Seven emotions in one program

Musicians have always been particularly meticulous with sounds, knowing their effect on music perception. Back in the day, classical composers could only choose between a violin or a flute to rightly emphasize a dramatic shift in their melodies, whereas modern musicians and sound engineers have learned to make music pieces more comprehensive and expressive by working with musical tones (e.g., equalizing, adding audio effects, or editing sound).

To make writing and editing easier, Garri Proshian has developed a special software called Face Music Control, which he defended as his graduation project at the Bachelor’s program Computer Technologies in Design. With this app, users can manipulate various musical instruments in real-time using only their emotions. This way, the app automates the editing process and produces music following users’ expectations. As noted by the developer, instruments in the app aren’t obeying the commands of users, but rather are empathizing with them. 

Face Music Control is based on a face detector, a pre-editing module that converts facial images, and a neural network that can recognize seven basic emotions: anger, disgust, fear, happiness, sadness, surprise, and a neutral state. The network is trained on a FER2013 dataset – one of the largest and most common datasets that consists of 35,887 images.

The app works as follows: while a person plays a musical instrument in front of a webcam, their facial expressions are monitored by a detector that preprocesses the data and identifies a person’s face. After that, the neural network defines the user’s emotions, converts the result into a MIDI file, and transfers it to a recording, editing, and storage software, which changes the sound of the instrument depending on the emotion recognized.

Notably, emotions can be assigned to any sound parameter. For instance, the feature MIDI Mapping in Ableton Live makes it possible to choose suitable emojis one by one when setting up Face Music Control and sound parameters. The app can also be used with different musical instruments. However, when playing electric guitars/violins or any other electric musical instruments with TRS adapters, users will need an external sound card to avoid any delays, while MIDI and acoustic instruments require USB-midi adapters and recording microphones, respectively.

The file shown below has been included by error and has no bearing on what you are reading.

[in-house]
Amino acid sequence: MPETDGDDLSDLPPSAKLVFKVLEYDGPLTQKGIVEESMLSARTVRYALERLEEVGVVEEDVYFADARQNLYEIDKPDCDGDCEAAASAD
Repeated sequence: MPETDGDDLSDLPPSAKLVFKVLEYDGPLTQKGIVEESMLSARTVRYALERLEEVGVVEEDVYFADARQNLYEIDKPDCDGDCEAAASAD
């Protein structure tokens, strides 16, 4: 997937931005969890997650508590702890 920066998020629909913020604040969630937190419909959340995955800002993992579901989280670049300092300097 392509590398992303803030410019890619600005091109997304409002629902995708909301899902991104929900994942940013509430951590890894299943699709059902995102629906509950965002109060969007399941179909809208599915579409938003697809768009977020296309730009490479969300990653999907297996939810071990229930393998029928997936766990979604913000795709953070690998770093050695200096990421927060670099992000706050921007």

As for future plans, Garri is going to improve his app by, firstly, making it more user-friendly and transferring it to a compiled language. Shortly, users won’t have to use Python and download additional software before starting work, all they will have to do is open an .exe file. He also wants to increase the accuracy of the neural network so that it could identify more than one emotion at a time, for instance, surprise and happiness. And, finally, the third aspect is multimodality. By using neural interfaces and brain rhythms detection, the developer expects to better analyze human states and emotions. The updated version will be tested by members of ITMO’s musical club Живой Звук (Live Sound – Ed.) in September.

Facial expressions in music

Similar features can be found in FaceOSC (written in C++) that tracks a face based on facial points and responds to several parameters, such as how much your mouth/right or left eye is open or whether you raise your right or left eyebrow or have flared nostrils. All that changes the music’s tone. 

Another emotion-focused musical device, which is based on the vvvv visual language and Kinect motion sensors, obtains data on facial points, too, yet, unlike the other apps mentioned, can only identify a smile and different degrees of mouth openness. 

Keep your mouth wide open

Apple offers users to turn their smartphones or tablets into a recording studio with GarageBand. On the other hand, the developers believe that Face ID can make it easier for musicians to play keyboards or the guitar. All they need to do is play an instrument in front of their gadgets, opening and closing their mouth: the wider they open their mouth, the higher sound they produce. 

MIDI Mouth Controller is another example of mouth-controlled software. Unlike GarageBand, this is a separate app for Android and iOS that uses a phone camera to scan a person and then transmit the image as a MIDI file to a computer. 

Other similar programs by independent developers are available on the market, for example, face-midi. Written in Python, the program has fully open-source code, thus making it possible for any person to adapt it to their needs. Just like the apps mentioned above, face-midi reads facial points and changes music following a user’s mouth motions.